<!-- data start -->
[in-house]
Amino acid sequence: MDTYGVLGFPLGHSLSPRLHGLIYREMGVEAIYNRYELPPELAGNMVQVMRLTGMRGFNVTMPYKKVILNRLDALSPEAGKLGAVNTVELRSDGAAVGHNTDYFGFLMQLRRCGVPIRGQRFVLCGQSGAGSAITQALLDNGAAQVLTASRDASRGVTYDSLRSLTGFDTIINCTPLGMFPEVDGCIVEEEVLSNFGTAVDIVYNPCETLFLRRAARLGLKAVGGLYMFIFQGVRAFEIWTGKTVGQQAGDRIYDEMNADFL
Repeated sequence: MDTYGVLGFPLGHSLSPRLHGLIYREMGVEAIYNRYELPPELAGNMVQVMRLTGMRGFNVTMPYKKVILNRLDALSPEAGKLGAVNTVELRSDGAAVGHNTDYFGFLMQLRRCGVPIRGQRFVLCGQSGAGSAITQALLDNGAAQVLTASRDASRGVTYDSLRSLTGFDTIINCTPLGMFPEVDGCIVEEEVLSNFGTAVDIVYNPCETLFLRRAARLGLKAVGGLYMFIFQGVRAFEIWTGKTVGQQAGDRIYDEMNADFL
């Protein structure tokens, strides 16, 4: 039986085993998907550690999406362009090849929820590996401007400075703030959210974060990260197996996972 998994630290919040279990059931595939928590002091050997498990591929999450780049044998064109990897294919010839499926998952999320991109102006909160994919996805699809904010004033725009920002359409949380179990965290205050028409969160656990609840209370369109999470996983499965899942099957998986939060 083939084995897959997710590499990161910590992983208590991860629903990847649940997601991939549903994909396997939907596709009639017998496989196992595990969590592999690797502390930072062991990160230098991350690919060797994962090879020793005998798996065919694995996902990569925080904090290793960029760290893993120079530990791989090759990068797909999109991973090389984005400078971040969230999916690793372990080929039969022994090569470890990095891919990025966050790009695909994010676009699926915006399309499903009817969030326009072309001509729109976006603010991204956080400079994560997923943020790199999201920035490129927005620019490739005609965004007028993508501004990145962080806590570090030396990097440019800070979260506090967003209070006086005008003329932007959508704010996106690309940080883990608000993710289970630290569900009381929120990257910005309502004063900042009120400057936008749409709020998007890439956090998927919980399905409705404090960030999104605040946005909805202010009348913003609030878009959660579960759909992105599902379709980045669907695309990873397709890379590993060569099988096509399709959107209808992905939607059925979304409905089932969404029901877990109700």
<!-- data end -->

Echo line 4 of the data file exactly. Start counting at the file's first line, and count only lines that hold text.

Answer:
């Protein structure tokens, strides 16, 4: 039986085993998907550690999406362009090849929820590996401007400075703030959210974060990260197996996972 998994630290919040279990059931595939928590002091050997498990591929999450780049044998064109990897294919010839499926998952999320991109102006909160994919996805699809904010004033725009920002359409949380179990965290205050028409969160656990609840209370369109999470996983499965899942099957998986939060 083939084995897959997710590499990161910590992983208590991860629903990847649940997601991939549903994909396997939907596709009639017998496989196992595990969590592999690797502390930072062991990160230098991350690919060797994962090879020793005998798996065919694995996902990569925080904090290793960029760290893993120079530990791989090759990068797909999109991973090389984005400078971040969230999916690793372990080929039969022994090569470890990095891919990025966050790009695909994010676009699926915006399309499903009817969030326009072309001509729109976006603010991204956080400079994560997923943020790199999201920035490129927005620019490739005609965004007028993508501004990145962080806590570090030396990097440019800070979260506090967003209070006086005008003329932007959508704010996106690309940080883990608000993710289970630290569900009381929120990257910005309502004063900042009120400057936008749409709020998007890439956090998927919980399905409705404090960030999104605040946005909805202010009348913003609030878009959660579960759909992105599902379709980045669907695309990873397709890379590993060569099988096509399709959107209808992905939607059925979304409905089932969404029901877990109700």